Proponents and opponents[edit]

The main proponent of the Imiaslavie doctrine was Anthony Bulatovich, a Hieromonk of St. Andrew’s who published books on the subject. Those who promote this doctrine claim support from the writings of Saint John of Kronstadt, and the influential mystic and healer Grigori Rasputin, the popularly styled "mad monk" closely associated with the Russian Imperial Family shortly before the October Revolution. Saint John of Kronstadt died before this controversy erupted, and his quotes, it can be argued, were taken out of context to support a whole set of ideas that were not found in his own writings. One of the most precise definitions of the Imiaslavie position comes from its advocate Aleksei Losev who writes that Imiaslavie is to be understood as “mystical formula”: “the exact mystical formula of Imiaslavie will sound like this: a) the name of God is energy of God, inseparable from the essence of God itself, and therefore is God himself. b) However, God is distinct from His energies and from His name, and that is why God is not His name or a name in general”[6]

Aftermath[edit]

On 27 August 1914, Bulatovich asked to be sent as an Army chaplain to World War I, and this request was granted by the Holy Synod. He sent two letters to Tsar Nicholas II between 1914-16. In his 1914 letter, he warned: The procrastination and actions of the Synod "push" Russia into disasters: "What further disasters this will lead Russia to, only God knows this”.[7]

On 1 July 1915, the Holy Synod received a letter from the original author, starets and schema-monk Hilarion, asking whether he was expelled from the Church; Hilarion lived as a hermit in the Caucasus Mountains and seems to have been unaware of the controversy and unrest his book caused. Hilarion stated in July 1915 that the persecution coming from “the highest members of the Russian hierarchy, is a sure omen of the proximity of times in which the last enemy of truth, the all-pernicious Antichrist, has to come.” Hilarion died on 2 June 1916, without having received an answer.[8]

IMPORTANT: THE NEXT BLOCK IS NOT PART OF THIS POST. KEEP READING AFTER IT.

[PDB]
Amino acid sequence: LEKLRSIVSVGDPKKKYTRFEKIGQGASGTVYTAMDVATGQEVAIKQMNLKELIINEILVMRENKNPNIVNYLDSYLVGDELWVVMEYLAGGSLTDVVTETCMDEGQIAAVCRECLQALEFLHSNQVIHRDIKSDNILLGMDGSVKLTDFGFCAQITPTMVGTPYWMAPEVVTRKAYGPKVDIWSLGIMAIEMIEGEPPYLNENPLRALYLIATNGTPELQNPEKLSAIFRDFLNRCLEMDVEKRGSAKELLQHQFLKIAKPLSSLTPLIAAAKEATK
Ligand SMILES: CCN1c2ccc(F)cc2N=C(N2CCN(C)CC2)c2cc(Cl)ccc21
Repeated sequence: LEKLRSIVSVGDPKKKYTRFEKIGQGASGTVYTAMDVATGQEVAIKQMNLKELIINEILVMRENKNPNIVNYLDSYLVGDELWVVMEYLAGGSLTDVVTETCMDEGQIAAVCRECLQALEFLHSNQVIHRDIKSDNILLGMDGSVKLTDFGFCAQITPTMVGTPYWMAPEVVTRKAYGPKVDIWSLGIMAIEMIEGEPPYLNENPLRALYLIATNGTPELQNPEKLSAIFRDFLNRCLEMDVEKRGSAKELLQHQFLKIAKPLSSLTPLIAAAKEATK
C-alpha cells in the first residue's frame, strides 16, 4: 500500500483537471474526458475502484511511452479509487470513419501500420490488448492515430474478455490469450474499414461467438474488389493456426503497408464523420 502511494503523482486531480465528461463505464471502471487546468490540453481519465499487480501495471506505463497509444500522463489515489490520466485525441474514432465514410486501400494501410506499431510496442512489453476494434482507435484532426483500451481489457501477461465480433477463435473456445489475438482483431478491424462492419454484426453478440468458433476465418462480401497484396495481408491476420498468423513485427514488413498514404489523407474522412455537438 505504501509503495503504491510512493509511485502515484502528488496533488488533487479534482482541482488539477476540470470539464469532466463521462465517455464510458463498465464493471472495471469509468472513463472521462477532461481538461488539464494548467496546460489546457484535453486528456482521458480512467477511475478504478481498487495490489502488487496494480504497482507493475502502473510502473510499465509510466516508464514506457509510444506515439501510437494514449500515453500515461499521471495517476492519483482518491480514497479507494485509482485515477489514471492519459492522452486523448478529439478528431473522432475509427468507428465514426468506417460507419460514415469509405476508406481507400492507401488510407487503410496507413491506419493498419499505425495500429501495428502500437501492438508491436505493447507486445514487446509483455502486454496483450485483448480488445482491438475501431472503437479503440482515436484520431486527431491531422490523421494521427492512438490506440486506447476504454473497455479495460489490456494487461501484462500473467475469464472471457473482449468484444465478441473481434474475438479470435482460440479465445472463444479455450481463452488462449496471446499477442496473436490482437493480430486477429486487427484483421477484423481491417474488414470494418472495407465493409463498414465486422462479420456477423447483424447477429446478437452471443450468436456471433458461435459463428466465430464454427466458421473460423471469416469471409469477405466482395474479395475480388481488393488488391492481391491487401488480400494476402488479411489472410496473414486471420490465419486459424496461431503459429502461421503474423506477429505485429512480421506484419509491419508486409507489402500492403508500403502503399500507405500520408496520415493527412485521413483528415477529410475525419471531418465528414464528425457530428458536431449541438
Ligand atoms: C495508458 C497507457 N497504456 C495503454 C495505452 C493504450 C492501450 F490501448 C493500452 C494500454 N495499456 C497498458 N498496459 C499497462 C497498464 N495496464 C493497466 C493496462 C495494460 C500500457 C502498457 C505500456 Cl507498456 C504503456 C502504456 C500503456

In September 1917, the Pomestny Sobor of the Russian Orthodox Church was convened to solve the Imiaslavie question, with both strong proponents and opponents present. The work of the Sobor was aborted due to the October Revolution. Among the theologians who advocated for Imiaslavie were Pavel Florensky and Sergey Bulgakov. Bulatovich’s second letter to the Tsar in 1916 noted that he “correlates the military failures of Russia in World War 1 at the front with the struggle of the Synod against Name-Glorification”.[8]

Bishop Hilarion (Alfeyev) wrote in 1999 that: “Even though the movement of the 'Name-worshippers' was crushed at the beginning of the century on the orders of the Holy Synod, discussion of the matter regained impetus in the years preceding the Moscow Council (1917–18), which was supposed to come to a decision about this but did not succeed in doing so. Thus the Church's final assessment of Name-worshipping remains an open question to this day.”[9]

Imiaslavie and mathematics[edit]

The Russian Mathematics School is considered by some to have been created by Dmitri Egorov and Nikolai Luzin, both of whom were imiaslavians and personal friends of Pavel Florensky as well as philosopher Aleksei Losev (both imiaslavians in theology).[10][11]

Analysis[edit]

Social Psychology Prof. Martin Bauer frames this as a conflict over "representation" which "centres on the issue of whether a word is more than just a flatus voci (Latin for a vocal fart)."[12]

See also[edit]

Notes[edit]

References[edit]

  1. ^ Maurice Fluegel, Philosophy, Qabbala and Vedanta. Baltimore: Fleugel & Co., 1902; p. 247
  2. ^ Gedalyah Nigal, Translated by Edward Levin, Magic, Mysticism, and Hasidism: The Supernatural in Jewish Thought. Jason Aronson, Inc., 1994.
  3. ^ Tom E. Dykstra, Hallowed Be Thy Name: The Name-Glorifying Dispute in the Russian Orthodox Church and on Mt. Athos, 1912-1914 , 2014. ISBN 978-1601910301
  4. ^ *Nicholas Fenne, Russian Monks on Mount Athos: The Thousand Year History of St Panteleimon's; Holy Trinity Seminary Press (September 28, 2021)